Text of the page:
Monument to the Soviet Army, Sofia

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The main pedestal, 37 m high

The Monument to the Soviet Army (Bulgarian: Паметник на Съветската армия, Pametnik na Savetskata armia) is a monument located in Sofia, the capital of Bulgaria. There is a large park around the statue and the surrounding areas. It is a popular place where many young people gather. The monument is located on Tsar Osvoboditel Boulevard, near Orlov Most and the Sofia University. It represents a soldier from the Soviet Army, surrounded by a woman and a man from Bulgaria. There are other, secondary sculptural compositions part of the memorial complex around the main monument. The monument was built in 1954.

Graffiti[edit]

2011: Popart comics composition[edit]

Popart composition, painted as comics characters (June 18, 2011)

On June 17, 2011 the monument was painted overnight by a group of anonymous artists who call themselves Destructive Creation[1] and who "dressed" the Soviet Army soldiers as the American popular culture characters: Superman, Joker, Robin, Captain America, Ronald McDonald, Santa Claus, Wolverine, The Mask, and Wonder Woman. A caption was painted underneath which translates as "Abreast with the Times" (in Bulgarian "V krak s vremeto", literally "In pace with time").[2][3]

The paint was removed three day later, in the late hours of June 20, 2011, though later it was declared that it was during the next morning. The event was widely covered by the international media,[4][5][6][7] the artist even being compared to Banksy. It has provoked serious pro and anti-Russian discussion in the Bulgarian society.[8] Meanwhile the Minister of Culture Vezhdi Rashidov called the composition as being an act of vandalism.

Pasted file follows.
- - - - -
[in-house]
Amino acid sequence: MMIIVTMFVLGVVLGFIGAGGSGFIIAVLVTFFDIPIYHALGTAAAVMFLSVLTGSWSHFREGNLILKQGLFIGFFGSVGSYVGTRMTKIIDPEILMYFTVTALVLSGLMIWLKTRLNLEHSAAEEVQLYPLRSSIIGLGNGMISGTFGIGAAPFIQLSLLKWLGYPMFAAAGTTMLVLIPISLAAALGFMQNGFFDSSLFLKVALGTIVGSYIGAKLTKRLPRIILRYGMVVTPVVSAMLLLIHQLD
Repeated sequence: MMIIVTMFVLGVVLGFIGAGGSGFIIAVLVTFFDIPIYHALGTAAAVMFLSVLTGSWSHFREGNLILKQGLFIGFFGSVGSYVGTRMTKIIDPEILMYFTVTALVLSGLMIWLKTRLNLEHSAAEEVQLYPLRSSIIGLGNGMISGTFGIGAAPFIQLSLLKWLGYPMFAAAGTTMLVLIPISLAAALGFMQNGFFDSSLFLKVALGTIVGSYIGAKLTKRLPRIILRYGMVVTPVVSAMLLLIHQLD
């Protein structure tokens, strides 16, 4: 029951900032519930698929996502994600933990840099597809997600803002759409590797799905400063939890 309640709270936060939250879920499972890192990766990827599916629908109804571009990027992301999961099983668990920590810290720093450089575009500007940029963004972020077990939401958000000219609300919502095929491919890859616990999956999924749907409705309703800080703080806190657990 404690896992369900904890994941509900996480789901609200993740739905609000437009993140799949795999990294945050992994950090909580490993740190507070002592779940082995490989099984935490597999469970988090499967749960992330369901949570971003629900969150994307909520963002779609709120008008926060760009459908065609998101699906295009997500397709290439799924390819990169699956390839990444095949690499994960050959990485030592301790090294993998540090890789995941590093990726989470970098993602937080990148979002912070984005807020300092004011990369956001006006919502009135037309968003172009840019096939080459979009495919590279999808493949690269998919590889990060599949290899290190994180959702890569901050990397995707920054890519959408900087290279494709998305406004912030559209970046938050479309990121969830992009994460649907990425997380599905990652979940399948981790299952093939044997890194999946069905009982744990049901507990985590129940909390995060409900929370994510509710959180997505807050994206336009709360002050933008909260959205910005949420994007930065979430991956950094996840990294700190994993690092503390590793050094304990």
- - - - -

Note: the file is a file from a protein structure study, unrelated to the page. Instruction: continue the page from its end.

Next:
The story was filmed in the short documentary In Step With The Time directed by Anton Partalev and includes anonymous interviews of the artists and various representatives of pro-Russian organizations in Bulgaria. The film won the second prize in the 2013 festiwal IN OUT (In Out Festival) in Poland. [9]

2012: Anti-ACTA[edit]

The monument again was used as a ground of artistic expression and social stance when in February 10, 2012 the soldiers of it were given Anonymous masks of Guy Fawkes, the photo of this was spread in Sofia and Bulgaria as an invitation to anti-ACTA protests held in February 11, 2012 in Bulgaria and Europe.[10]

Other[edit]

Further, the monument was used as a ground for protest for Pussy Riot arrest when in August 17, 2012 was photographed with Pussy Riot masks.

In February 1, 2013 during the national day for the commemoration of the victims of communism three of the figures of the monument were painted in white, red and green, the colours of the Bulgarian national flag.

21 August 2013: The pink inscriptions on the monument excuse for Bulgarian participation in the occupation of Prague in 1968

2013: Apology for Prague '68[edit]

On 21 August 2013 unknown artists painted the monument in pink in honour of the anniversary of the Prague spring.[11] There was an inscription both in Bulgarian and in Czech which read "Bulgaria apologises".[12] On 22 August, Russia officially demands for sanctions for those responsible over the desecration of the monument and to take immediate measures so that this does not happen in the future. Foreign Minister Kristian Vigenin asks not to dramatize the painting and states that "Bulgaria has international commitments to maintain these monuments. Desecration of a monument is something that should not happen. I think that it should not cause much extreme reactions on this issue, because the institutions in Bulgaria took immediate measures"

23 February 2014: The "Glory to Ukraine" installation

2014: "Glory to Ukraine" and "Hands off Ukraine"[edit]